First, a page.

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14 Oct, 2014 01:15

American suicide bomber not tracked by US surveillance

American suicide bomber not tracked by US surveillance

In a startling admission, counterterrorism agencies said an American suicide bomber who made frequent trips to the Middle East was not under surveillance – and could not be unless there was an informant tipping them off to his activities.

Moner Mohammad Abusalha, a US citizen, made frequent trips to the Middle East before taking his own life by driving 16 tons of explosives into a restaurant used as check point by Syrian soldiers on May 25, 2014. Despite taking several trips prior to killing himself, the Florida-based, 22-year-old Abusalha was not on the radar of the FBI or the database at the National Counterterrorism Center.

FBI officials told the Washington Post that the Abusalha case exposed vulnerabilities that can be reduced but not eliminated.

It is extremely difficult for the FBI to identify individuals in the US who have this kind of goal,” George Piro, the special agent in charge of the FBI’s Miami field office, said to the newspaper. “It requires a loved one or really close friend to note the changes…The family has to intervene.”

Piro is conducting the investigation into Abusalha’s activities, but the case already reveals a weakness in US information collection methods, despite a major push by security and intelligence agencies over the past two years to track the flow of foreign fighters into and out of Syria.

Read More:GCHQ more dangerous to privacy than NSA – Snowden

Abusalha first visited Syria in January 2013, then left for Jordan and journeyed on to Mecca. He returned to the US in May 2013 while flying through Newark airport.

If the FBI was looking for this person and had a case on him, we absolutely would have notified the FBI,” said a US Customs and Border Protection (USCBP) official.

Abusalha’s mother was called by USCBP about her son when he arrived back in the US, and she confirmed he had been visiting relatives in Jordan. She did not share with them whether she knew anything about his visit to Syria.

His travel records showed multiple trips to Jordan dating to 2005, according to a senior Homeland Security official, though there was no entry on him in any FBI or counterterrorism databases. Nothing in his behavior or belongings, meanwhile, betrayed any tie to the Syrian conflict.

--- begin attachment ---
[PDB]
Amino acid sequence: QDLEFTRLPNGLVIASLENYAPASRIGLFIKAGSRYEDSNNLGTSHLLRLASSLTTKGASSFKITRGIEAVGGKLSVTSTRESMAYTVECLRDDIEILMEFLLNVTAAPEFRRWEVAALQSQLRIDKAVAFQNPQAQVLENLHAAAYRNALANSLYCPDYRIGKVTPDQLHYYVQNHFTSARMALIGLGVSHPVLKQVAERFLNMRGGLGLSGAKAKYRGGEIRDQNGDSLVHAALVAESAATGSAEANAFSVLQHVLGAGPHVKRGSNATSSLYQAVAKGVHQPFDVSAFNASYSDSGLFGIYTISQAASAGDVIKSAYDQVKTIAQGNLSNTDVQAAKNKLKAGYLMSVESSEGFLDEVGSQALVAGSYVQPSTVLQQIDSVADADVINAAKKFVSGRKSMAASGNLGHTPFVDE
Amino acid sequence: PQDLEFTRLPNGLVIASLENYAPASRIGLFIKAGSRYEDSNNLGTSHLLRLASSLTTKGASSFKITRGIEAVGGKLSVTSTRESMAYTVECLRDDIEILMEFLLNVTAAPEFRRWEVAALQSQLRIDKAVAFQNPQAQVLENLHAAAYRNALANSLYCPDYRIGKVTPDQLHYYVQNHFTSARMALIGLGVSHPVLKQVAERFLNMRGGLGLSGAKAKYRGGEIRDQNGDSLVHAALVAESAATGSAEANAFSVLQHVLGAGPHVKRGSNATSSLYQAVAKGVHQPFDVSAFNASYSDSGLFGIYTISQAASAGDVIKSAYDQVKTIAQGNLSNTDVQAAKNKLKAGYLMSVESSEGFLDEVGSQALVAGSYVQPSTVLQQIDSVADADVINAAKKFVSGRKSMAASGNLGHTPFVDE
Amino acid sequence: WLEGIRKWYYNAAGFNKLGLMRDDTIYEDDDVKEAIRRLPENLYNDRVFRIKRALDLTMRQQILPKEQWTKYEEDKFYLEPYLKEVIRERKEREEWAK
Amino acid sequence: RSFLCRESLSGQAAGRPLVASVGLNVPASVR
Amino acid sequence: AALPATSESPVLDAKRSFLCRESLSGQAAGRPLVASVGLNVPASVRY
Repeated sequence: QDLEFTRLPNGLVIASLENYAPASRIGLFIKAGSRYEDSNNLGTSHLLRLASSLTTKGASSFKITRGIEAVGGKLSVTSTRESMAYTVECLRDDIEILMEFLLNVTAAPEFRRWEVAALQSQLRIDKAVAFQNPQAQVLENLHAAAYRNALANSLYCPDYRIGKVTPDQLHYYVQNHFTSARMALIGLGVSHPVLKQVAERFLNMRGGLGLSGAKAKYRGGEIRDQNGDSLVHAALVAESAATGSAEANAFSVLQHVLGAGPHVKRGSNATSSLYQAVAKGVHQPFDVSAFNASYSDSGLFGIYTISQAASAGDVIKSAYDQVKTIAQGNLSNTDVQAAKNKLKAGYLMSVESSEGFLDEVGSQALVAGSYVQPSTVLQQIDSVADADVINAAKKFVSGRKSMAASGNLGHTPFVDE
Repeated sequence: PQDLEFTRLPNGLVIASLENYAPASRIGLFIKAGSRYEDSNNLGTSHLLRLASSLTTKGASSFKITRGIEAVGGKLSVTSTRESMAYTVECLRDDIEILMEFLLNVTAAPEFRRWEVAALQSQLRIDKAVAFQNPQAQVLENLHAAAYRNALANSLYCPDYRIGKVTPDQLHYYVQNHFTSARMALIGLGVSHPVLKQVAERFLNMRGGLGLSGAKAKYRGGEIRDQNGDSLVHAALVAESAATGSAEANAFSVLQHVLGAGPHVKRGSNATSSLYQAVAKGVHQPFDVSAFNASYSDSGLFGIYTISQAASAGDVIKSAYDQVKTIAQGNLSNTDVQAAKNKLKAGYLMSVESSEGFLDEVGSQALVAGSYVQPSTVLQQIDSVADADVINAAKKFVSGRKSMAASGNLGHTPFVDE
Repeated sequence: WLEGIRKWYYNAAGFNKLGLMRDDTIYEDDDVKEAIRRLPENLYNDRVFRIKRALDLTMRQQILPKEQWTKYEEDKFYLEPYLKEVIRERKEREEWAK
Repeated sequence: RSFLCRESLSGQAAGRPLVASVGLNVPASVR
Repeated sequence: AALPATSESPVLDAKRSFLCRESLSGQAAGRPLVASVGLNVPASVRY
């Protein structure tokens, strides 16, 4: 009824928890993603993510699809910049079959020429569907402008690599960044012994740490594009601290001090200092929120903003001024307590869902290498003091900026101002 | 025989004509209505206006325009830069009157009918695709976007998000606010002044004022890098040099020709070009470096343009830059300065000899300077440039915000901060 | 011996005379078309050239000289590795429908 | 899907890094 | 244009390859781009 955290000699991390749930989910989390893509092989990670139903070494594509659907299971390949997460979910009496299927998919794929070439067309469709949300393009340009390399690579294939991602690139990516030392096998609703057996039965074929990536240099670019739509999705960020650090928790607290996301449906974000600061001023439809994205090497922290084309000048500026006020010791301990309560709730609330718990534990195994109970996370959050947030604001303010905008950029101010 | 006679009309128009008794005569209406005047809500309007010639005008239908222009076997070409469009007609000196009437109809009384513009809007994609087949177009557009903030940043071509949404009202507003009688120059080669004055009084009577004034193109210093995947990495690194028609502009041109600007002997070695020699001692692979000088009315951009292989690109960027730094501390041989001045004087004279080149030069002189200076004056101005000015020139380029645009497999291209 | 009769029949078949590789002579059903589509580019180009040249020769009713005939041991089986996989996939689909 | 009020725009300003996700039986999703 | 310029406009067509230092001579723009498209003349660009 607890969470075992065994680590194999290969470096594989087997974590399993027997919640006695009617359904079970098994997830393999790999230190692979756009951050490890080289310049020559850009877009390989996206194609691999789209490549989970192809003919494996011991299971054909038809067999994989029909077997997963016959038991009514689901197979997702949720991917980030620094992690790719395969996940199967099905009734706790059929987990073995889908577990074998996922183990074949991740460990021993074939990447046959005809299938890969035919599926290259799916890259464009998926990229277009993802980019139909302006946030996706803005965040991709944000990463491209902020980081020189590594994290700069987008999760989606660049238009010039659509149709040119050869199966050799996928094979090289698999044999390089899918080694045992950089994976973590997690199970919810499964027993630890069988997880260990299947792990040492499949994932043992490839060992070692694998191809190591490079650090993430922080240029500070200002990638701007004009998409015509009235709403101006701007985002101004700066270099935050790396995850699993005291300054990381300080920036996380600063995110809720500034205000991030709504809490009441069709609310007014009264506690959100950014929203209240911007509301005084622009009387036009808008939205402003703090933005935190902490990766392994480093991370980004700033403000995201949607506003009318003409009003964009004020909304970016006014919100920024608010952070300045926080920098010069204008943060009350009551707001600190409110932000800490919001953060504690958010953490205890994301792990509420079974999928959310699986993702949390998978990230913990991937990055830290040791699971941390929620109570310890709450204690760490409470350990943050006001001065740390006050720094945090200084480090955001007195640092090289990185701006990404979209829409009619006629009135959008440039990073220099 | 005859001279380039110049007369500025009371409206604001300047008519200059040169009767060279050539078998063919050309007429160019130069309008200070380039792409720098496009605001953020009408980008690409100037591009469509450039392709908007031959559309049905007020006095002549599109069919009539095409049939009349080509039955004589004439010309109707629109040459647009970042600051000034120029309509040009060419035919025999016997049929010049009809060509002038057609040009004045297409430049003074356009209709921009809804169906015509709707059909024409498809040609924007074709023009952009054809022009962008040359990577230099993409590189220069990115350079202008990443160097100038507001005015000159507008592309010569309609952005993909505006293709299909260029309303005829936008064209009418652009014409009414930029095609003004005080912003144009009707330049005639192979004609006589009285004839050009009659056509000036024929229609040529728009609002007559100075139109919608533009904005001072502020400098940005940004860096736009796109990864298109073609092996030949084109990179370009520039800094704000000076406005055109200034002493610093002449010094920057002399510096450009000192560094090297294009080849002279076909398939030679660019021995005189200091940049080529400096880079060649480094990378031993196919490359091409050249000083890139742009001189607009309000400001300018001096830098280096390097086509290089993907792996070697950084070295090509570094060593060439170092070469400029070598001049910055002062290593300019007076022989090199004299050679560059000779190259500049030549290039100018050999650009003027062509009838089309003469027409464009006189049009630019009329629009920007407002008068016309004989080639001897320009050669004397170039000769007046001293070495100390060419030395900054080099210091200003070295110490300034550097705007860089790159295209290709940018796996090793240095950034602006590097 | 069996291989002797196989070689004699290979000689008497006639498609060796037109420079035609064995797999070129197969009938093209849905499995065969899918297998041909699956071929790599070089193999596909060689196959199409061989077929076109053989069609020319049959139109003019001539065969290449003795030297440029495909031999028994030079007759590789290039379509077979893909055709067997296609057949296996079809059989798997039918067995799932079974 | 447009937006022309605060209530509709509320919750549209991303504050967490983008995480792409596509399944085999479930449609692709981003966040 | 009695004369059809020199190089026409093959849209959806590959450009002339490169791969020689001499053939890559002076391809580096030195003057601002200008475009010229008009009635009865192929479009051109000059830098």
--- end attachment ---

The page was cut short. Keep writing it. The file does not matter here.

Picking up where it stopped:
Abusalha left the US again on November 2013 for a trip to Istanbul and Cairo before carrying out his bombing in May 2014. He is said to have joined the Al-Nusra Front, which has pledged allegiance to Al-Qaeda.

The FBI remained unaware of Abusalha’s radicalization and return to Syria until mid-December, when a source told the bureau about his plan to fight for Al-Nusra. The bureau opened a full-blown investigation and added Abusalha to its terrorism databases and, eventually, to the US no-fly list.

In May 2014, in their final phone conversation, Abusalha’s mother told him to stay in Syria and find a wife. His mother later said she felt trapped, according to family members. If he stayed in Syria, she knew he would be killed in battle or captured and executed. But if she turned to the FBI, it would mean prison for her son.

Read More:Homeland Security to scan federal computer networks without prior authorization

A video from the attack shows explosives being loaded onto an armored truck, which is then driven down the road. A picture of Abusalha appears on the upper right hand side, in which he is holding a kitten with Arabic writing. Next is a long shot of a village on a hillside, then a large explosion is shown for several minutes and a zoomed-in shot shows people running up the hillside.

There were other suicide bombs at army positions on the same day, but no reports on how many died.

US counterterrorism officials are still questioning the significance of Al-Qaeda’s decision to use Abusalha in an attack on the forces of Syrian President Bashar al-Assad rather than aiming him at a Western target.

Officials admit the total number of Americans who have visited Syria, or tried to, has risen to 130 or more – and it includes people about whom only fragments of information are known. Many cases are incomplete based on false names or partial identities assembled from social or US intelligence sources. Americans account for a tiny fraction of the estimated 15,000 fighters who have flocked to Syria from other nations – the majority are from elsewhere in the Middle East, or from France, Britain and Germany.

Read More:‘Core secrets’ exposed: NSA used undercover agents in foreign companies

US officials say the threat of domestic terrorists is challenging to deal with because more than 250,000 Americans went in and out of Turkey last year alone, and more than 2 million travelers visit countries surrounding the conflict in Syria.

Given the nature of the traveler threat, I don’t sit with high confidence that I have complete visibility,” FBI Director James B. Comey said in a briefing at FBI headquarters. “Who are we missing who went and came back? And, obviously, who are we missing who is in the midst of trying to go?”